As you know, after an opening of 1NT you should use the conventional responses of 2C (Stayman) or 2D & 2H (Transfers). But which one? And when? To keep it simple:
1) With only 4 card Majors use 2C - Stayman.
2) With 5+ card Majors use 2D/2H - Transfers.
It really is that simple. You will either follow these bids up with a PASS (10 or less HCP), or an invitational 2NT (11-12, 5 card Major), an invitational 3 Major (10 - 12, 6+ card Major) or the game bids of 3NT (13 - 17 5cM) or 4 Major (13 - 17 6+cM). With 18+ you should be slamming. This structure is fairly immutable and needs to become second nature.
The responding hands that tend to be problematic are those that have 5 - 4 in the majors and are weak (less than 10). Now what? If you Stayman (2C) and partner comes back 2D (they always bloody do!) what then? What do 2H or 2S mean? Even worse is when you have a GOOD hand, 5-4 in the Majors, you bid 2C and hear 2D. Now what does 3H or 3S mean? To be fair, there are complex agreements that cover these hands but they're not really necessary. What you do is with game-ish hands you transfer into the 5 c suit and then bid the other one. But what do you do with a dog like this?
When partner opens 1NT they will (mostly!) have either 2, 3 or 4 H's. Three possibilities. Two of which give you the longed for 8 card fit. So you have a 66% chance of being OK when you transfer. In Bridge terms this is almost perfect. Yes, sometimes partner will have 2 H's and 4 S's. This probability is about 10%. Not worth considering. So with the above example ALWAYS transfer into the 5 card Major and then PASS. Don't think about it - do it. KISS (Keep It Simple, Stupid)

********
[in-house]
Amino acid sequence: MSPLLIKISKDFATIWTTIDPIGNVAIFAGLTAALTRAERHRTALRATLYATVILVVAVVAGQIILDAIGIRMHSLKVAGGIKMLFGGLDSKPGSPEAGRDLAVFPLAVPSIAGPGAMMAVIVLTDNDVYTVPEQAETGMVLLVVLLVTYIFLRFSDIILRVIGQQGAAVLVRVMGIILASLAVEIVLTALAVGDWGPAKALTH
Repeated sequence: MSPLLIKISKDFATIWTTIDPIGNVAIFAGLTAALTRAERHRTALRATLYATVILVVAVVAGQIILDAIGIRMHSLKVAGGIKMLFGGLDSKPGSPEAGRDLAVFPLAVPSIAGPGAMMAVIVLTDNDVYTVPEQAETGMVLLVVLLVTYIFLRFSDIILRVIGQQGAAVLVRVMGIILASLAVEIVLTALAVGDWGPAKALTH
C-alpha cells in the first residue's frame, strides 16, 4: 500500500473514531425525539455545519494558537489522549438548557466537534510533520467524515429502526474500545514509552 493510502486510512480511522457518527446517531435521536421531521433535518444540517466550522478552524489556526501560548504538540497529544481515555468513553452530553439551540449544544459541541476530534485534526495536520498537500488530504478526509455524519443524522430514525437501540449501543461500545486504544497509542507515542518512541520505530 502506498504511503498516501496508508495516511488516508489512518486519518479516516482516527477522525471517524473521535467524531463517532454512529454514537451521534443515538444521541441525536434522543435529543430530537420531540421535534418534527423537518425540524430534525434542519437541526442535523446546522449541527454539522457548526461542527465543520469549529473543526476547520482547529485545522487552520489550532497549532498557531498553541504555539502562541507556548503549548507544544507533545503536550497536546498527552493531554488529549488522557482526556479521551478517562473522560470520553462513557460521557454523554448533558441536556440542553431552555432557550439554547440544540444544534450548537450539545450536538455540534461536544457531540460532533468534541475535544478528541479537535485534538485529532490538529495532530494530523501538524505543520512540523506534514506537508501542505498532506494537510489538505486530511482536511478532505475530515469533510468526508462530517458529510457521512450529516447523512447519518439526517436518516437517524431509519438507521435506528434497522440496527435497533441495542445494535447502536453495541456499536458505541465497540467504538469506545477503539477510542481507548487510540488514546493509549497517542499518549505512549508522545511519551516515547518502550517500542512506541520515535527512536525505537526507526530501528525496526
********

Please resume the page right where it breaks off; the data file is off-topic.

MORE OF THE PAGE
It is a principle of faith for me that I will always open 1NT with ALL 5332 shape hands with 12-14 HCP. Even if that 5 card suit is a Major. Every time. I would urge you all to do the same. Every time. With one tiny exception: if your major suit looks like this - AKQJ10, you can open it and re-bid it. But do let me know when you get this 12 - 14HCP, 5332 hand. It is phenomenally rare. 2%? of 60 trillion? Nah, you do the math...